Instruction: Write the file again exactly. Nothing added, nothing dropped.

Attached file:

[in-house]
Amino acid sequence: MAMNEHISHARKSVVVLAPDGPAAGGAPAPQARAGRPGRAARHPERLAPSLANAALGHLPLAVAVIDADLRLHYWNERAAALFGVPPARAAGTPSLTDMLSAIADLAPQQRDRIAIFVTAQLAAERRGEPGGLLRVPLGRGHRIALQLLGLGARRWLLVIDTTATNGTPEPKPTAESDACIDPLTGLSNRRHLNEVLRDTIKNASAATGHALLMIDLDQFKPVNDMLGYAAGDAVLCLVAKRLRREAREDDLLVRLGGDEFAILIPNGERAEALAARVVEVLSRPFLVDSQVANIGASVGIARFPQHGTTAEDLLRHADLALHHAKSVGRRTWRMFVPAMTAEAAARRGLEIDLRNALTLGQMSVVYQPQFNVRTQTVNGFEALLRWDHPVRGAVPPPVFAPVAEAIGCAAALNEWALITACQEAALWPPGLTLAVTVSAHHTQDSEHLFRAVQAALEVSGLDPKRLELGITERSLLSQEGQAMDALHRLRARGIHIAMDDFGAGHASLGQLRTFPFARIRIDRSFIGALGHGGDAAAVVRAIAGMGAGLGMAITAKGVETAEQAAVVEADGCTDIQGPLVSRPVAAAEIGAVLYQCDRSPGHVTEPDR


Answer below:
[in-house]
Amino acid sequence: MAMNEHISHARKSVVVLAPDGPAAGGAPAPQARAGRPGRAARHPERLAPSLANAALGHLPLAVAVIDADLRLHYWNERAAALFGVPPARAAGTPSLTDMLSAIADLAPQQRDRIAIFVTAQLAAERRGEPGGLLRVPLGRGHRIALQLLGLGARRWLLVIDTTATNGTPEPKPTAESDACIDPLTGLSNRRHLNEVLRDTIKNASAATGHALLMIDLDQFKPVNDMLGYAAGDAVLCLVAKRLRREAREDDLLVRLGGDEFAILIPNGERAEALAARVVEVLSRPFLVDSQVANIGASVGIARFPQHGTTAEDLLRHADLALHHAKSVGRRTWRMFVPAMTAEAAARRGLEIDLRNALTLGQMSVVYQPQFNVRTQTVNGFEALLRWDHPVRGAVPPPVFAPVAEAIGCAAALNEWALITACQEAALWPPGLTLAVTVSAHHTQDSEHLFRAVQAALEVSGLDPKRLELGITERSLLSQEGQAMDALHRLRARGIHIAMDDFGAGHASLGQLRTFPFARIRIDRSFIGALGHGGDAAAVVRAIAGMGAGLGMAITAKGVETAEQAAVVEADGCTDIQGPLVSRPVAAAEIGAVLYQCDRSPGHVTEPDR